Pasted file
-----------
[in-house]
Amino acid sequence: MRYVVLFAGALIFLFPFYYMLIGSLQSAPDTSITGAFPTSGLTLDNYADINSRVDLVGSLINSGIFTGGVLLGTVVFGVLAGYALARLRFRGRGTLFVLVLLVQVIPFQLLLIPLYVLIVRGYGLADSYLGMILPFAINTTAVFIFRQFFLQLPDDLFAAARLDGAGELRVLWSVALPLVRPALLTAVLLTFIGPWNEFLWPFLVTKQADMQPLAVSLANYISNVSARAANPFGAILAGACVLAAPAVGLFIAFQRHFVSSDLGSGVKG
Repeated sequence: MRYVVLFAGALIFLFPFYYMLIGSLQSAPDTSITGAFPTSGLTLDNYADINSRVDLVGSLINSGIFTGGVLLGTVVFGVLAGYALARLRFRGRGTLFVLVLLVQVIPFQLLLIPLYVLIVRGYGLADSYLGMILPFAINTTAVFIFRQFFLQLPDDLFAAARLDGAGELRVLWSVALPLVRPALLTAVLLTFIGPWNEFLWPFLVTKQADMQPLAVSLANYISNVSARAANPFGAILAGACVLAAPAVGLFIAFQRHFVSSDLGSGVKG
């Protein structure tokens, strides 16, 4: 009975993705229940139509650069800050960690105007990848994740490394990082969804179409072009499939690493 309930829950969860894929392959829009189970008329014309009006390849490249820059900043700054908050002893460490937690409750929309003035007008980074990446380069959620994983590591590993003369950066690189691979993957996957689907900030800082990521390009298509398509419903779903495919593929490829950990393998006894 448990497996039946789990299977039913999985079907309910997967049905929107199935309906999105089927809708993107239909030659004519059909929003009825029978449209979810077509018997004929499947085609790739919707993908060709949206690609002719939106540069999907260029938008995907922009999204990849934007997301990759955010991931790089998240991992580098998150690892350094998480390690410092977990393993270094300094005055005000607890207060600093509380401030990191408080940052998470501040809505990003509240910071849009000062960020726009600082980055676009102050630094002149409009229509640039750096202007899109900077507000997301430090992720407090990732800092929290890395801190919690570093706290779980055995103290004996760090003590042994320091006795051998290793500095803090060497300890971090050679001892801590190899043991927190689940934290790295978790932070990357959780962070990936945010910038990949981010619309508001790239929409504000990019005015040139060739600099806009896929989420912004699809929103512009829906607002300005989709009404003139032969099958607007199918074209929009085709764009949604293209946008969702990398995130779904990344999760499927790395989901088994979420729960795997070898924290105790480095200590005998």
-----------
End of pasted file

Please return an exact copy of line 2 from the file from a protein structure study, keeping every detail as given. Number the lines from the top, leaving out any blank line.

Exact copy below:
Amino acid sequence: MRYVVLFAGALIFLFPFYYMLIGSLQSAPDTSITGAFPTSGLTLDNYADINSRVDLVGSLINSGIFTGGVLLGTVVFGVLAGYALARLRFRGRGTLFVLVLLVQVIPFQLLLIPLYVLIVRGYGLADSYLGMILPFAINTTAVFIFRQFFLQLPDDLFAAARLDGAGELRVLWSVALPLVRPALLTAVLLTFIGPWNEFLWPFLVTKQADMQPLAVSLANYISNVSARAANPFGAILAGACVLAAPAVGLFIAFQRHFVSSDLGSGVKG